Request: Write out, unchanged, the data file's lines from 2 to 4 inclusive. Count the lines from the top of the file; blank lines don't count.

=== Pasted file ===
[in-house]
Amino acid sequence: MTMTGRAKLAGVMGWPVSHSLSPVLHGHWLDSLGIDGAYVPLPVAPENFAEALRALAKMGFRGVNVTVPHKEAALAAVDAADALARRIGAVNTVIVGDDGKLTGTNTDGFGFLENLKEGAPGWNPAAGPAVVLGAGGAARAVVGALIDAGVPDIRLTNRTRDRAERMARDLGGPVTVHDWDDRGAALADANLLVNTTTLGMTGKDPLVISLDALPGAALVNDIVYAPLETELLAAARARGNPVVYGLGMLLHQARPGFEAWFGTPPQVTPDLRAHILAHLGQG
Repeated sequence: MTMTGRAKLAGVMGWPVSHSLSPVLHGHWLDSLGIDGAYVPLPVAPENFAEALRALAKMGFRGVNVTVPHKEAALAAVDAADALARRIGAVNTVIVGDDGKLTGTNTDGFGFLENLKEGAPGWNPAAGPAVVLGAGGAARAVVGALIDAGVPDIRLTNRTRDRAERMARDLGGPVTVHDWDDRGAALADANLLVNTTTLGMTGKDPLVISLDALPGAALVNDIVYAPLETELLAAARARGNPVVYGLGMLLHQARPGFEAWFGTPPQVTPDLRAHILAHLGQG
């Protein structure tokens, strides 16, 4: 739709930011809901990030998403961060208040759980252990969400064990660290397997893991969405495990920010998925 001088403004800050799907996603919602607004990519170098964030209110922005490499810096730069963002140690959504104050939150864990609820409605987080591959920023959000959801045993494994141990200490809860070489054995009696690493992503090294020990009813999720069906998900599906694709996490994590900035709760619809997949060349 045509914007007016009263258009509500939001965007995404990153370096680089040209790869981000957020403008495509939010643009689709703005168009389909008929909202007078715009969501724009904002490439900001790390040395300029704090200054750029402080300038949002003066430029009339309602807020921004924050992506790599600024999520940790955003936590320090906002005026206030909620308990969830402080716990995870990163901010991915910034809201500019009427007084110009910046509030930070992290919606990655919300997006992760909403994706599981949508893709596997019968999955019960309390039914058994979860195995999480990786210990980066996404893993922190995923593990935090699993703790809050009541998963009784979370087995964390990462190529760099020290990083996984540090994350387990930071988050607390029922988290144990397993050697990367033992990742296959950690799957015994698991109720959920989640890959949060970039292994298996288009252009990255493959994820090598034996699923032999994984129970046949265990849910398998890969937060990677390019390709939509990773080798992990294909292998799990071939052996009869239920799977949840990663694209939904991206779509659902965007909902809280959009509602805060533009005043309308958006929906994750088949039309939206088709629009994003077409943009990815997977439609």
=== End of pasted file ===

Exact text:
Amino acid sequence: MTMTGRAKLAGVMGWPVSHSLSPVLHGHWLDSLGIDGAYVPLPVAPENFAEALRALAKMGFRGVNVTVPHKEAALAAVDAADALARRIGAVNTVIVGDDGKLTGTNTDGFGFLENLKEGAPGWNPAAGPAVVLGAGGAARAVVGALIDAGVPDIRLTNRTRDRAERMARDLGGPVTVHDWDDRGAALADANLLVNTTTLGMTGKDPLVISLDALPGAALVNDIVYAPLETELLAAARARGNPVVYGLGMLLHQARPGFEAWFGTPPQVTPDLRAHILAHLGQG
Repeated sequence: MTMTGRAKLAGVMGWPVSHSLSPVLHGHWLDSLGIDGAYVPLPVAPENFAEALRALAKMGFRGVNVTVPHKEAALAAVDAADALARRIGAVNTVIVGDDGKLTGTNTDGFGFLENLKEGAPGWNPAAGPAVVLGAGGAARAVVGALIDAGVPDIRLTNRTRDRAERMARDLGGPVTVHDWDDRGAALADANLLVNTTTLGMTGKDPLVISLDALPGAALVNDIVYAPLETELLAAARARGNPVVYGLGMLLHQARPGFEAWFGTPPQVTPDLRAHILAHLGQG
């Protein structure tokens, strides 16, 4: 739709930011809901990030998403961060208040759980252990969400064990660290397997893991969405495990920010998925 001088403004800050799907996603919602607004990519170098964030209110922005490499810096730069963002140690959504104050939150864990609820409605987080591959920023959000959801045993494994141990200490809860070489054995009696690493992503090294020990009813999720069906998900599906694709996490994590900035709760619809997949060349 045509914007007016009263258009509500939001965007995404990153370096680089040209790869981000957020403008495509939010643009689709703005168009389909008929909202007078715009969501724009904002490439900001790390040395300029704090200054750029402080300038949002003066430029009339309602807020921004924050992506790599600024999520940790955003936590320090906002005026206030909620308990969830402080716990995870990163901010991915910034809201500019009427007084110009910046509030930070992290919606990655919300997006992760909403994706599981949508893709596997019968999955019960309390039914058994979860195995999480990786210990980066996404893993922190995923593990935090699993703790809050009541998963009784979370087995964390990462190529760099020290990083996984540090994350387990930071988050607390029922988290144990397993050697990367033992990742296959950690799957015994698991109720959920989640890959949060970039292994298996288009252009990255493959994820090598034996699923032999994984129970046949265990849910398998890969937060990677390019390709939509990773080798992990294909292998799990071939052996009869239920799977949840990663694209939904991206779509659902965007909902809280959009509602805060533009005043309308958006929906994750088949039309939206088709629009994003077409943009990815997977439609």